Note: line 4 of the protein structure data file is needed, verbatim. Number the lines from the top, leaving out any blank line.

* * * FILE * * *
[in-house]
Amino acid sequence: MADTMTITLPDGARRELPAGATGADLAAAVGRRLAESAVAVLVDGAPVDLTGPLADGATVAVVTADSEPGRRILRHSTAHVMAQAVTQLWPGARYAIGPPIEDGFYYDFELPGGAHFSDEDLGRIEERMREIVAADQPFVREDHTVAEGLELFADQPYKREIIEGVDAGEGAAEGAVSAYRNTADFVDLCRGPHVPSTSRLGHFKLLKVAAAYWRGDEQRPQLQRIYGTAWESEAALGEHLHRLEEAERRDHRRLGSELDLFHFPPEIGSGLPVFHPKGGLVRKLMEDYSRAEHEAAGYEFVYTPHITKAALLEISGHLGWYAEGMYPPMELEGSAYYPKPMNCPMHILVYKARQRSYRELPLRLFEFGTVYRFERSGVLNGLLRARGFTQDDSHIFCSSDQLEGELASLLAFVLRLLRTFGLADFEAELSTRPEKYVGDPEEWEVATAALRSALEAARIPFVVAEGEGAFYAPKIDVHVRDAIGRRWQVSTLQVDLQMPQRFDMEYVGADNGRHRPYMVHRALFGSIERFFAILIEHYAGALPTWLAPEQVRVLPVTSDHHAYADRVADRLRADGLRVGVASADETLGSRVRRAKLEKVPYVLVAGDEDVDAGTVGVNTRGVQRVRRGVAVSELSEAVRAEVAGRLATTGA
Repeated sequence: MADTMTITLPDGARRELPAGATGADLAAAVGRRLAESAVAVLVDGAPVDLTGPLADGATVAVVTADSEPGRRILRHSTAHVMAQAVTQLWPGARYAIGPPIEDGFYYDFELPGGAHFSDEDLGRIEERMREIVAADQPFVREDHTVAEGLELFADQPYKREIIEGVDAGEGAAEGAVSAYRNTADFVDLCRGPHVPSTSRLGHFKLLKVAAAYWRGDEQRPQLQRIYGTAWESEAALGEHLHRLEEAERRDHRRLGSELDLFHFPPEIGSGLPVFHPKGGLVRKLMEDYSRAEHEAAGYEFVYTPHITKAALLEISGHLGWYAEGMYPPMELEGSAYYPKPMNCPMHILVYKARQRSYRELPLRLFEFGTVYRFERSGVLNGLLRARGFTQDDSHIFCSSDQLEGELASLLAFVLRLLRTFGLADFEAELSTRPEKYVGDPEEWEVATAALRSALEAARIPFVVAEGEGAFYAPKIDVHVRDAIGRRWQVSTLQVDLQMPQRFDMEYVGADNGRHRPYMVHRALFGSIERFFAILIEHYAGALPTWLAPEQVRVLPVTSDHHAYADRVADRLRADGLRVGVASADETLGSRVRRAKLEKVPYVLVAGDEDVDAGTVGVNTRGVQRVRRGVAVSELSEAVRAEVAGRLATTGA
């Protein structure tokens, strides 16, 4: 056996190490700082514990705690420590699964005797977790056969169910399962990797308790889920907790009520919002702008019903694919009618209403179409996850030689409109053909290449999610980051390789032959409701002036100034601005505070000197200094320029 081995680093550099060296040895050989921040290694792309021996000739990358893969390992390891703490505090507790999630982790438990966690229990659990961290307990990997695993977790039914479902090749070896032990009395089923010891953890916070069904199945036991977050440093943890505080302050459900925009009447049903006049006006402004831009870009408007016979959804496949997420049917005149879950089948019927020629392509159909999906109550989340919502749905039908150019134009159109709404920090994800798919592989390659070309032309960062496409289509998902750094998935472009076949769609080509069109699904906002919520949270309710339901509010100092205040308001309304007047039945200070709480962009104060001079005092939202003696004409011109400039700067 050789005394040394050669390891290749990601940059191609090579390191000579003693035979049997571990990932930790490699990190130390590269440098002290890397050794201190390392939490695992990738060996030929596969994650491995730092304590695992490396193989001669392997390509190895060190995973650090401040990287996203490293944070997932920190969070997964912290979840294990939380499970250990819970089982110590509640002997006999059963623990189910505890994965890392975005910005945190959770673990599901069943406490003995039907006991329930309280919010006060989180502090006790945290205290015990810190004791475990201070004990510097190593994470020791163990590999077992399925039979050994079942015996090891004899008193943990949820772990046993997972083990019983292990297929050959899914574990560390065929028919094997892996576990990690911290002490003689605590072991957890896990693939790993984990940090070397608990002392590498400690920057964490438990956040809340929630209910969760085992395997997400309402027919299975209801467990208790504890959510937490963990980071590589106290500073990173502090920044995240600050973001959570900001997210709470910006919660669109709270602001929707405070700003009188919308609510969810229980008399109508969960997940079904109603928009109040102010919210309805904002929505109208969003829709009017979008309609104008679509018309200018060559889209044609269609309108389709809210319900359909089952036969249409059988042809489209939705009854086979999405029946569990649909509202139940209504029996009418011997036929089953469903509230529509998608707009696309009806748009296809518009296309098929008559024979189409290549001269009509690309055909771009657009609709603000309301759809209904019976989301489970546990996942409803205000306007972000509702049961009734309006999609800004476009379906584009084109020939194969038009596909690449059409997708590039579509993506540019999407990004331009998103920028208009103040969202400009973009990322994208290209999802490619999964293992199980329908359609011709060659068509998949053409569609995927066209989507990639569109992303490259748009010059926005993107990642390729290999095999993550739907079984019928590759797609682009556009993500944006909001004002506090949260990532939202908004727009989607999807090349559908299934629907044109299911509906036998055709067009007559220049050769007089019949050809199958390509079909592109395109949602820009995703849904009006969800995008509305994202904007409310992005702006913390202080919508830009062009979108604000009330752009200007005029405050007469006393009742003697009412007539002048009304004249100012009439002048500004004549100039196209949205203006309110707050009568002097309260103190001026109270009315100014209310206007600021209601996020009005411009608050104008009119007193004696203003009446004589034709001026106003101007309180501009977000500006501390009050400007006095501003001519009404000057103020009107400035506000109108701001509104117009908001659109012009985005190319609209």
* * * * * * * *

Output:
């Protein structure tokens, strides 16, 4: 056996190490700082514990705690420590699964005797977790056969169910399962990797308790889920907790009520919002702008019903694919009618209403179409996850030689409109053909290449999610980051390789032959409701002036100034601005505070000197200094320029 081995680093550099060296040895050989921040290694792309021996000739990358893969390992390891703490505090507790999630982790438990966690229990659990961290307990990997695993977790039914479902090749070896032990009395089923010891953890916070069904199945036991977050440093943890505080302050459900925009009447049903006049006006402004831009870009408007016979959804496949997420049917005149879950089948019927020629392509159909999906109550989340919502749905039908150019134009159109709404920090994800798919592989390659070309032309960062496409289509998902750094998935472009076949769609080509069109699904906002919520949270309710339901509010100092205040308001309304007047039945200070709480962009104060001079005092939202003696004409011109400039700067 050789005394040394050669390891290749990601940059191609090579390191000579003693035979049997571990990932930790490699990190130390590269440098002290890397050794201190390392939490695992990738060996030929596969994650491995730092304590695992490396193989001669392997390509190895060190995973650090401040990287996203490293944070997932920190969070997964912290979840294990939380499970250990819970089982110590509640002997006999059963623990189910505890994965890392975005910005945190959770673990599901069943406490003995039907006991329930309280919010006060989180502090006790945290205290015990810190004791475990201070004990510097190593994470020791163990590999077992399925039979050994079942015996090891004899008193943990949820772990046993997972083990019983292990297929050959899914574990560390065929028919094997892996576990990690911290002490003689605590072991957890896990693939790993984990940090070397608990002392590498400690920057964490438990956040809340929630209910969760085992395997997400309402027919299975209801467990208790504890959510937490963990980071590589106290500073990173502090920044995240600050973001959570900001997210709470910006919660669109709270602001929707405070700003009188919308609510969810229980008399109508969960997940079904109603928009109040102010919210309805904002929505109208969003829709009017979008309609104008679509018309200018060559889209044609269609309108389709809210319900359909089952036969249409059988042809489209939705009854086979999405029946569990649909509202139940209504029996009418011997036929089953469903509230529509998608707009696309009806748009296809518009296309098929008559024979189409290549001269009509690309055909771009657009609709603000309301759809209904019976989301489970546990996942409803205000306007972000509702049961009734309006999609800004476009379906584009084109020939194969038009596909690449059409997708590039579509993506540019999407990004331009998103920028208009103040969202400009973009990322994208290209999802490619999964293992199980329908359609011709060659068509998949053409569609995927066209989507990639569109992303490259748009010059926005993107990642390729290999095999993550739907079984019928590759797609682009556009993500944006909001004002506090949260990532939202908004727009989607999807090349559908299934629907044109299911509906036998055709067009007559220049050769007089019949050809199958390509079909592109395109949602820009995703849904009006969800995008509305994202904007409310992005702006913390202080919508830009062009979108604000009330752009200007005029405050007469006393009742003697009412007539002048009304004249100012009439002048500004004549100039196209949205203006309110707050009568002097309260103190001026109270009315100014209310206007600021209601996020009005411009608050104008009119007193004696203003009446004589034709001026106003101007309180501009977000500006501390009050400007006095501003001519009404000057103020009107400035506000109108701001509104117009908001659109012009985005190319609209």